“The interconnect must ensure the following:
• if the interconnect provides a master with a response to a transaction, it must not send that master a snoop transaction to the same cache line before it has received the associated RACK or WACK response from that master
• If the interconnect sends a snoop transaction to a master, it must not provide that master with a response to a transaction to the same cache line before it has received the associated CRRESP response from that master.”
An important point to note relative to this aspect of the protocol is that this requirement is not applicable to WriteBack and WriteClean transactions although it is not explicitly stated in the specification. Applying the above rules to WriteBack and WriteClean transactions could lead to a deadlock. This is because a master that receives a snoop transaction to a cacheline is allowed to stall it until any pending WriteBack or WriteClean transactions that it initiated or is about to initiate to the same cacheline is complete. In other words, this master must be allowed to receive a response to the WriteBack or WriteClean transaction before it can allow an incoming snoop to proceed (that is, respond to it). If the above rule is applied to WriteBack or WriteClean transactions, the interconnect will not be able to send a response to the WriteBack or WriteClean transaction since a snoop transaction has already been sent to the master. Therefore, it is important that this rule is not applied to WriteBack and WriteClean transactions.
Re-fetching Data from Memory
In certain circumstances, data may have to be re-fetched from memory. For example, consider that Master 1 issues a ReadShared transaction and Master 2 which has a dirty copy of the cacheline issues a WriteBack transaction. Let us say that the interconnect issues a read from main memory for the ReadShared transaction. After the Read transaction sent to main memory is complete, let us assume that the WriteBack makes progress. After this, any snoop transaction sent by the interconnect will not return data because the WriteBack would have invalidated the cacheline in Master 2. However, if the interconnect uses the data received in the prior read to memory, it will be stale, because a WriteBack transaction has updated memory after the read to memory was issued. It is therefore necessary to re-fetch data from memory and use that data to respond to Master 1. How do we detect issues related to this? These can be detected through coherency checks. In the above example, the ReadShared transaction will be passed clean data and its contents should match that of memory. If it doesn’t, it probably means that the interconnect used stale data to respond to the ReadShared transaction.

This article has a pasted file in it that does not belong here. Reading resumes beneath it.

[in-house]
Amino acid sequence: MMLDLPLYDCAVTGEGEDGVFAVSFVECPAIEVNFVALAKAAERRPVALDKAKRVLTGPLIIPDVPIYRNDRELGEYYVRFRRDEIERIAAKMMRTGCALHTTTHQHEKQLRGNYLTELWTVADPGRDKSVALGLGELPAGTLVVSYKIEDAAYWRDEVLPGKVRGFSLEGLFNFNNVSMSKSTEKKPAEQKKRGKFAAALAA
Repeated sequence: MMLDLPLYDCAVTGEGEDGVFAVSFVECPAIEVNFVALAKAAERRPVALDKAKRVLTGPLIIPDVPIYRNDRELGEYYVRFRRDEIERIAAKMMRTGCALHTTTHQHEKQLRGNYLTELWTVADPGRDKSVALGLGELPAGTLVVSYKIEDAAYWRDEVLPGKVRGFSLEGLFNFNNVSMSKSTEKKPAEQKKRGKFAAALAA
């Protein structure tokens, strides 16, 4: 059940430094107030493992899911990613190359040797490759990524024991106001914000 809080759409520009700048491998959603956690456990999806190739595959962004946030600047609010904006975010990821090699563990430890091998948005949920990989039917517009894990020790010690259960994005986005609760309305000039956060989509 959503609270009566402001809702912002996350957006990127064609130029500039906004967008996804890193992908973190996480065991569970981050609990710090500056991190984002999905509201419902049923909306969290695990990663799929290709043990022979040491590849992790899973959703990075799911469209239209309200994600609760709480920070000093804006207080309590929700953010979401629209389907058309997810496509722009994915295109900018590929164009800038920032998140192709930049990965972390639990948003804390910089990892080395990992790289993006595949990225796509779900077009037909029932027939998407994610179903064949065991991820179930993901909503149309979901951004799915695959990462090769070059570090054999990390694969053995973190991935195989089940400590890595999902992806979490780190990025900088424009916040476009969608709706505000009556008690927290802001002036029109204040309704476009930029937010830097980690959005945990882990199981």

Testing Accesses to Overlapping Address
Testing all the scenarios related to accesses to overlapping addresses can be overwhelming. Given a system, there are multiple ports of different interface types which can send transactions to overlapping addresses. However, not all combinations of masters accessing a given address may be valid, because some masters may be allowed to access only certain address spaces and a group of masters may access only a restricted set of the address space and these group of masters form a shareability domain. Add to this, the fact that so many different transaction types can be initiated by a master with different initial states for a cacheline of a given address. The power of randomization and configuration-aware sequences can meet these requirements. A sequence that tests this could do the following:
Key Verification Points
All the verification points mentioned in the previous blog are applicable here as well. In addition to this, the following need to be checked:
In this post, I have described the testing strategy and the key aspects of testing relative to accesses to overlapping addresses. In the next post I will write about testing of Barrier and DVM transactions.
Here’s where you can find more information on Verification IP for AMBA 4 AXI.
Authored by Ray Varghese